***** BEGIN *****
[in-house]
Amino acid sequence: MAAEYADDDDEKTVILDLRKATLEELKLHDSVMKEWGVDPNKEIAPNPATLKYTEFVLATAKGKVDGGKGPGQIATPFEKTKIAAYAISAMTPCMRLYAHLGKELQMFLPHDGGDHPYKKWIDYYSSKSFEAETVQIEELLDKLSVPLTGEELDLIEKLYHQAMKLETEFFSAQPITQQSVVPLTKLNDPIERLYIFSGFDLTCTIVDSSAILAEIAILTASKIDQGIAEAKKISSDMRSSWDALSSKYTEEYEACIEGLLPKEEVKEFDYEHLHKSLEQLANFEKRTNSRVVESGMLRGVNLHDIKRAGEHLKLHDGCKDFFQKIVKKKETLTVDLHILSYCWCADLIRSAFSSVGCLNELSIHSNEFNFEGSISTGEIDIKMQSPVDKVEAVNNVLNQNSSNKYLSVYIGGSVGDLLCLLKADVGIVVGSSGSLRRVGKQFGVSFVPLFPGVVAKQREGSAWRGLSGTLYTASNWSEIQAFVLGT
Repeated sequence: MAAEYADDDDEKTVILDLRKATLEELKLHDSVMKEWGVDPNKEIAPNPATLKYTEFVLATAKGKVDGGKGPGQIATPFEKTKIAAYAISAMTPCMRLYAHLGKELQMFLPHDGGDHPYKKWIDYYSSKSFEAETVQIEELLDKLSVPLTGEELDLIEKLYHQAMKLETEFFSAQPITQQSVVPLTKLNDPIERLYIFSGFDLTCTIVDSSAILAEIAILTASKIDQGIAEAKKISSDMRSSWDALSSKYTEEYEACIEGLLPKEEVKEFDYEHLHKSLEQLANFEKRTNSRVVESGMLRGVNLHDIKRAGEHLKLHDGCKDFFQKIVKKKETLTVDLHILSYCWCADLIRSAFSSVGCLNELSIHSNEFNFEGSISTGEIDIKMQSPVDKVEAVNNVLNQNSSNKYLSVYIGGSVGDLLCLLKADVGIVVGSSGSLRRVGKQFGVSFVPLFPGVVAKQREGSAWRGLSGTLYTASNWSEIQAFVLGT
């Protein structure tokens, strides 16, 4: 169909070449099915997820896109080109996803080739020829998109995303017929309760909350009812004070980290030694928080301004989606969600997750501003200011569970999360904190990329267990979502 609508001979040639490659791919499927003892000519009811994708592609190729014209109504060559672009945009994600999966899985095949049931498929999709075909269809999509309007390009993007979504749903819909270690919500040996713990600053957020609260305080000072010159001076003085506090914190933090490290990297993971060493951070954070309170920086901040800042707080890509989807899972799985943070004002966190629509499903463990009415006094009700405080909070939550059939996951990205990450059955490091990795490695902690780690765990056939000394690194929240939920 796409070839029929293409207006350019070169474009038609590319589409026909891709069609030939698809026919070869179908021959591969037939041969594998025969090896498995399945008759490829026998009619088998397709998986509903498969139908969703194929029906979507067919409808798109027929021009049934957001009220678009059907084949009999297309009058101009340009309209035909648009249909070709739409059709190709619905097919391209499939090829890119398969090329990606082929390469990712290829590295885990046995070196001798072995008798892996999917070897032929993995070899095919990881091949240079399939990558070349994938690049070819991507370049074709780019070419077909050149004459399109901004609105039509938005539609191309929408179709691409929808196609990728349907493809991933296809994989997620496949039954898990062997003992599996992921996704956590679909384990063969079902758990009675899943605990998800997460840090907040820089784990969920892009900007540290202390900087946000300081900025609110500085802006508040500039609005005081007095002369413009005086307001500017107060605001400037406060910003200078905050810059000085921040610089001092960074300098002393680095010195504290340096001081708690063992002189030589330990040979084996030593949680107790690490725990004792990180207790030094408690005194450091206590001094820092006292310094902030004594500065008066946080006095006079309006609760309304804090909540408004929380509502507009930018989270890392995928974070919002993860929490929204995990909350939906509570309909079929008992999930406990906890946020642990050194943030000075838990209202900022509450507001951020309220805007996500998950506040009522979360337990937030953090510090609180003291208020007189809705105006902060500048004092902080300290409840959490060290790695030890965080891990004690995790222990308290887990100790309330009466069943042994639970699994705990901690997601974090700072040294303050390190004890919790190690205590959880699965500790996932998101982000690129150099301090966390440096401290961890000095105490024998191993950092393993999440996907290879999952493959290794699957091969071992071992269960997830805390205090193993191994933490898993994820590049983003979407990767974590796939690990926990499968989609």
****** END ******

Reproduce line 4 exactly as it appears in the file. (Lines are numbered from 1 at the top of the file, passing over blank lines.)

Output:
């Protein structure tokens, strides 16, 4: 169909070449099915997820896109080109996803080739020829998109995303017929309760909350009812004070980290030694928080301004989606969600997750501003200011569970999360904190990329267990979502 609508001979040639490659791919499927003892000519009811994708592609190729014209109504060559672009945009994600999966899985095949049931498929999709075909269809999509309007390009993007979504749903819909270690919500040996713990600053957020609260305080000072010159001076003085506090914190933090490290990297993971060493951070954070309170920086901040800042707080890509989807899972799985943070004002966190629509499903463990009415006094009700405080909070939550059939996951990205990450059955490091990795490695902690780690765990056939000394690194929240939920 796409070839029929293409207006350019070169474009038609590319589409026909891709069609030939698809026919070869179908021959591969037939041969594998025969090896498995399945008759490829026998009619088998397709998986509903498969139908969703194929029906979507067919409808798109027929021009049934957001009220678009059907084949009999297309009058101009340009309209035909648009249909070709739409059709190709619905097919391209499939090829890119398969090329990606082929390469990712290829590295885990046995070196001798072995008798892996999917070897032929993995070899095919990881091949240079399939990558070349994938690049070819991507370049074709780019070419077909050149004459399109901004609105039509938005539609191309929408179709691409929808196609990728349907493809991933296809994989997620496949039954898990062997003992599996992921996704956590679909384990063969079902758990009675899943605990998800997460840090907040820089784990969920892009900007540290202390900087946000300081900025609110500085802006508040500039609005005081007095002369413009005086307001500017107060605001400037406060910003200078905050810059000085921040610089001092960074300098002393680095010195504290340096001081708690063992002189030589330990040979084996030593949680107790690490725990004792990180207790030094408690005194450091206590001094820092006292310094902030004594500065008066946080006095006079309006609760309304804090909540408004929380509502507009930018989270890392995928974070919002993860929490929204995990909350939906509570309909079929008992999930406990906890946020642990050194943030000075838990209202900022509450507001951020309220805007996500998950506040009522979360337990937030953090510090609180003291208020007189809705105006902060500048004092902080300290409840959490060290790695030890965080891990004690995790222990308290887990100790309330009466069943042994639970699994705990901690997601974090700072040294303050390190004890919790190690205590959880699965500790996932998101982000690129150099301090966390440096401290961890000095105490024998191993950092393993999440996907290879999952493959290794699957091969071992071992269960997830805390205090193993191994933490898993994820590049983003979407990767974590796939690990926990499968989609």